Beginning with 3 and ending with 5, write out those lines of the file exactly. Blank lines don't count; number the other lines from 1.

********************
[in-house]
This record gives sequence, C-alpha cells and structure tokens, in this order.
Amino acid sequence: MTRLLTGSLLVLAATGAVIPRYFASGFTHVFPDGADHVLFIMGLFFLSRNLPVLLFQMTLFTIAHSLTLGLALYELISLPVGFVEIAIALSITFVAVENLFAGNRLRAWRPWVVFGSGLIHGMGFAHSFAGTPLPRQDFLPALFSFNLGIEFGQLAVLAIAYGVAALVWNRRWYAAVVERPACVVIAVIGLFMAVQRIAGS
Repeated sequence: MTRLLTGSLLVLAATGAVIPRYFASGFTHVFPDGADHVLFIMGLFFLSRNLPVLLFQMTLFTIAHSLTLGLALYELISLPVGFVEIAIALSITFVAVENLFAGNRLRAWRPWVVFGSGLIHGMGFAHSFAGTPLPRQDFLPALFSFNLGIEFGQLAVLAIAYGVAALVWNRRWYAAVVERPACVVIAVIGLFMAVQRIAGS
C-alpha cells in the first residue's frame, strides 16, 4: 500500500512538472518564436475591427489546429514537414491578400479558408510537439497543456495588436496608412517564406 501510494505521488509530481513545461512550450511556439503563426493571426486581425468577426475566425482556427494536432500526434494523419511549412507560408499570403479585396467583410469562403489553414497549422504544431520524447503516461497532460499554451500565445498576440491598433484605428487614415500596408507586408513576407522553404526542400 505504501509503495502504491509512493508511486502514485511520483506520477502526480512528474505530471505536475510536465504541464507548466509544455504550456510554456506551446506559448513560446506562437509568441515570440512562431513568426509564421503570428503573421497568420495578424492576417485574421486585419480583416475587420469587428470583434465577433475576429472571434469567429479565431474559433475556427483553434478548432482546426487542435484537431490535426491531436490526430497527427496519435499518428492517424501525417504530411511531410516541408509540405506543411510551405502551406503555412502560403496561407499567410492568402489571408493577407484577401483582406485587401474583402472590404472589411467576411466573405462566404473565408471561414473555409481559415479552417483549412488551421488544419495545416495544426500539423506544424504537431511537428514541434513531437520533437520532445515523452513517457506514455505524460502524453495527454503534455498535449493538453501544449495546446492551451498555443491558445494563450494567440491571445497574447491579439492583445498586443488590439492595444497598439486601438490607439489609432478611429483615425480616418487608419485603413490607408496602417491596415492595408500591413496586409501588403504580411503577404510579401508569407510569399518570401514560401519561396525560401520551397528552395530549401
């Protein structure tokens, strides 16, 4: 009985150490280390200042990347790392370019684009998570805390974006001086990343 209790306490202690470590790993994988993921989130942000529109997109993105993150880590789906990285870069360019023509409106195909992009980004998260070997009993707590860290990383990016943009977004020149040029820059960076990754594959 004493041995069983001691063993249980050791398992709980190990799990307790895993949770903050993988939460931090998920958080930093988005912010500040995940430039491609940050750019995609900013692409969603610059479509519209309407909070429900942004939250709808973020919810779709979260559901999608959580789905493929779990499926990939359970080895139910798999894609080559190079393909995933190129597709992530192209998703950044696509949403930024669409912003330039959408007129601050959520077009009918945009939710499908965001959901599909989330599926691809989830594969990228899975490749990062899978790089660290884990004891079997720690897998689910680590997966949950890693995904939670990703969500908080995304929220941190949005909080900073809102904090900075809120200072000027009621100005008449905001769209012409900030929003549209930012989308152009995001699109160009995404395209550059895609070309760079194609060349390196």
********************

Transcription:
Amino acid sequence: MTRLLTGSLLVLAATGAVIPRYFASGFTHVFPDGADHVLFIMGLFFLSRNLPVLLFQMTLFTIAHSLTLGLALYELISLPVGFVEIAIALSITFVAVENLFAGNRLRAWRPWVVFGSGLIHGMGFAHSFAGTPLPRQDFLPALFSFNLGIEFGQLAVLAIAYGVAALVWNRRWYAAVVERPACVVIAVIGLFMAVQRIAGS
Repeated sequence: MTRLLTGSLLVLAATGAVIPRYFASGFTHVFPDGADHVLFIMGLFFLSRNLPVLLFQMTLFTIAHSLTLGLALYELISLPVGFVEIAIALSITFVAVENLFAGNRLRAWRPWVVFGSGLIHGMGFAHSFAGTPLPRQDFLPALFSFNLGIEFGQLAVLAIAYGVAALVWNRRWYAAVVERPACVVIAVIGLFMAVQRIAGS
C-alpha cells in the first residue's frame, strides 16, 4: 500500500512538472518564436475591427489546429514537414491578400479558408510537439497543456495588436496608412517564406 501510494505521488509530481513545461512550450511556439503563426493571426486581425468577426475566425482556427494536432500526434494523419511549412507560408499570403479585396467583410469562403489553414497549422504544431520524447503516461497532460499554451500565445498576440491598433484605428487614415500596408507586408513576407522553404526542400 505504501509503495502504491509512493508511486502514485511520483506520477502526480512528474505530471505536475510536465504541464507548466509544455504550456510554456506551446506559448513560446506562437509568441515570440512562431513568426509564421503570428503573421497568420495578424492576417485574421486585419480583416475587420469587428470583434465577433475576429472571434469567429479565431474559433475556427483553434478548432482546426487542435484537431490535426491531436490526430497527427496519435499518428492517424501525417504530411511531410516541408509540405506543411510551405502551406503555412502560403496561407499567410492568402489571408493577407484577401483582406485587401474583402472590404472589411467576411466573405462566404473565408471561414473555409481559415479552417483549412488551421488544419495545416495544426500539423506544424504537431511537428514541434513531437520533437520532445515523452513517457506514455505524460502524453495527454503534455498535449493538453501544449495546446492551451498555443491558445494563450494567440491571445497574447491579439492583445498586443488590439492595444497598439486601438490607439489609432478611429483615425480616418487608419485603413490607408496602417491596415492595408500591413496586409501588403504580411503577404510579401508569407510569399518570401514560401519561396525560401520551397528552395530549401